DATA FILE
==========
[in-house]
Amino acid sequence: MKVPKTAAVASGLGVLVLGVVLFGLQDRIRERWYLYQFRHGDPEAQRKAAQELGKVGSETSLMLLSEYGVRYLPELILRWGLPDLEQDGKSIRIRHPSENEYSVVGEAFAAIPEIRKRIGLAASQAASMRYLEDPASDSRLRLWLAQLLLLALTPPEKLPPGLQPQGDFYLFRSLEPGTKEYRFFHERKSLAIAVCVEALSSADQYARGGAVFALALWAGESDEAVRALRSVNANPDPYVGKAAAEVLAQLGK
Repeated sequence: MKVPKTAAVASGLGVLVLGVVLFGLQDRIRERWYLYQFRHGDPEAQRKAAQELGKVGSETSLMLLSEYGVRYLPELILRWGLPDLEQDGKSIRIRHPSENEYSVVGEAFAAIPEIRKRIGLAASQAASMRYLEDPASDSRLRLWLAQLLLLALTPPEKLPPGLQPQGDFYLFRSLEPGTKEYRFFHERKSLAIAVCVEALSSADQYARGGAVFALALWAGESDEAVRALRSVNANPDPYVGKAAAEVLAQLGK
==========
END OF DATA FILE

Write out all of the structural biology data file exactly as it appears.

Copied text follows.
[in-house]
Amino acid sequence: MKVPKTAAVASGLGVLVLGVVLFGLQDRIRERWYLYQFRHGDPEAQRKAAQELGKVGSETSLMLLSEYGVRYLPELILRWGLPDLEQDGKSIRIRHPSENEYSVVGEAFAAIPEIRKRIGLAASQAASMRYLEDPASDSRLRLWLAQLLLLALTPPEKLPPGLQPQGDFYLFRSLEPGTKEYRFFHERKSLAIAVCVEALSSADQYARGGAVFALALWAGESDEAVRALRSVNANPDPYVGKAAAEVLAQLGK
Repeated sequence: MKVPKTAAVASGLGVLVLGVVLFGLQDRIRERWYLYQFRHGDPEAQRKAAQELGKVGSETSLMLLSEYGVRYLPELILRWGLPDLEQDGKSIRIRHPSENEYSVVGEAFAAIPEIRKRIGLAASQAASMRYLEDPASDSRLRLWLAQLLLLALTPPEKLPPGLQPQGDFYLFRSLEPGTKEYRFFHERKSLAIAVCVEALSSADQYARGGAVFALALWAGESDEAVRALRSVNANPDPYVGKAAAEVLAQLGK